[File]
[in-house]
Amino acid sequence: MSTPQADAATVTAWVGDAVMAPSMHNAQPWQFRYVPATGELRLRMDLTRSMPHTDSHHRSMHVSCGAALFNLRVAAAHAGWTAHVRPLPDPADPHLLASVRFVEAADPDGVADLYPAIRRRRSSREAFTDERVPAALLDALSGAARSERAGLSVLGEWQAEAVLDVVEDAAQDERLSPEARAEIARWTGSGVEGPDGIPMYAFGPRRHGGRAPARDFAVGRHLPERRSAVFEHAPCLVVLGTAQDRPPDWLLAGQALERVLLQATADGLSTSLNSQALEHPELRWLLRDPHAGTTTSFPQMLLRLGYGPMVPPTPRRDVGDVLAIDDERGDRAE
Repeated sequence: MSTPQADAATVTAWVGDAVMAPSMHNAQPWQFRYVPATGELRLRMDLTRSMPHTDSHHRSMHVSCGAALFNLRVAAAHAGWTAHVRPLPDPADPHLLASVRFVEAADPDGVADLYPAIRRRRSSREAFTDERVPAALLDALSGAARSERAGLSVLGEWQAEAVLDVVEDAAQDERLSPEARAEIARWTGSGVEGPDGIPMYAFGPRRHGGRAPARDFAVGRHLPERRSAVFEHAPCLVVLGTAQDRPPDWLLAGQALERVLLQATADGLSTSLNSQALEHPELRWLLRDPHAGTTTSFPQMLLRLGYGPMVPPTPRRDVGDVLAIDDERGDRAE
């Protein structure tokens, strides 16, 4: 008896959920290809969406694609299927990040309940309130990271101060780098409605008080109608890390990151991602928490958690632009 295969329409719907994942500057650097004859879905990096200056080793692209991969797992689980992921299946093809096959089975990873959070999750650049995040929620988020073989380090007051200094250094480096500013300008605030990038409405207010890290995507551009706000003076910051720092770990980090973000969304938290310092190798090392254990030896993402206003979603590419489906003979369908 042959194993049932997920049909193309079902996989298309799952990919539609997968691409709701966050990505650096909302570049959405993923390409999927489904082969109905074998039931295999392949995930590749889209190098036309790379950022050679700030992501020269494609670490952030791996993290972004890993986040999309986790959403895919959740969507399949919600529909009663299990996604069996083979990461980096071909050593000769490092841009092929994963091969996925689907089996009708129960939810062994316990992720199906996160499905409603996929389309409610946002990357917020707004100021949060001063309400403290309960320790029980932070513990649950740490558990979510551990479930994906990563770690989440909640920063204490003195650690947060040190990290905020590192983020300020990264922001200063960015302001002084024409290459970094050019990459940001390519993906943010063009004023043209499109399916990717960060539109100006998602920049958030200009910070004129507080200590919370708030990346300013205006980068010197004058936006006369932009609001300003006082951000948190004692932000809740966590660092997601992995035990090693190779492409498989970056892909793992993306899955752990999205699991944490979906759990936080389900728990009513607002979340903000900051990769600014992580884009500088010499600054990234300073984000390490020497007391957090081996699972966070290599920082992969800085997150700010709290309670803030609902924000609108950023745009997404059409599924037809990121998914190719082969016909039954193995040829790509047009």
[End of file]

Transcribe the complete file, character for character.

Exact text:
[in-house]
Amino acid sequence: MSTPQADAATVTAWVGDAVMAPSMHNAQPWQFRYVPATGELRLRMDLTRSMPHTDSHHRSMHVSCGAALFNLRVAAAHAGWTAHVRPLPDPADPHLLASVRFVEAADPDGVADLYPAIRRRRSSREAFTDERVPAALLDALSGAARSERAGLSVLGEWQAEAVLDVVEDAAQDERLSPEARAEIARWTGSGVEGPDGIPMYAFGPRRHGGRAPARDFAVGRHLPERRSAVFEHAPCLVVLGTAQDRPPDWLLAGQALERVLLQATADGLSTSLNSQALEHPELRWLLRDPHAGTTTSFPQMLLRLGYGPMVPPTPRRDVGDVLAIDDERGDRAE
Repeated sequence: MSTPQADAATVTAWVGDAVMAPSMHNAQPWQFRYVPATGELRLRMDLTRSMPHTDSHHRSMHVSCGAALFNLRVAAAHAGWTAHVRPLPDPADPHLLASVRFVEAADPDGVADLYPAIRRRRSSREAFTDERVPAALLDALSGAARSERAGLSVLGEWQAEAVLDVVEDAAQDERLSPEARAEIARWTGSGVEGPDGIPMYAFGPRRHGGRAPARDFAVGRHLPERRSAVFEHAPCLVVLGTAQDRPPDWLLAGQALERVLLQATADGLSTSLNSQALEHPELRWLLRDPHAGTTTSFPQMLLRLGYGPMVPPTPRRDVGDVLAIDDERGDRAE
């Protein structure tokens, strides 16, 4: 008896959920290809969406694609299927990040309940309130990271101060780098409605008080109608890390990151991602928490958690632009 295969329409719907994942500057650097004859879905990096200056080793692209991969797992689980992921299946093809096959089975990873959070999750650049995040929620988020073989380090007051200094250094480096500013300008605030990038409405207010890290995507551009706000003076910051720092770990980090973000969304938290310092190798090392254990030896993402206003979603590419489906003979369908 042959194993049932997920049909193309079902996989298309799952990919539609997968691409709701966050990505650096909302570049959405993923390409999927489904082969109905074998039931295999392949995930590749889209190098036309790379950022050679700030992501020269494609670490952030791996993290972004890993986040999309986790959403895919959740969507399949919600529909009663299990996604069996083979990461980096071909050593000769490092841009092929994963091969996925689907089996009708129960939810062994316990992720199906996160499905409603996929389309409610946002990357917020707004100021949060001063309400403290309960320790029980932070513990649950740490558990979510551990479930994906990563770690989440909640920063204490003195650690947060040190990290905020590192983020300020990264922001200063960015302001002084024409290459970094050019990459940001390519993906943010063009004023043209499109399916990717960060539109100006998602920049958030200009910070004129507080200590919370708030990346300013205006980068010197004058936006006369932009609001300003006082951000948190004692932000809740966590660092997601992995035990090693190779492409498989970056892909793992993306899955752990999205699991944490979906759990936080389900728990009513607002979340903000900051990769600014992580884009500088010499600054990234300073984000390490020497007391957090081996699972966070290599920082992969800085997150700010709290309670803030609902924000609108950023745009997404059409599924037809990121998914190719082969016909039954193995040829790509047009």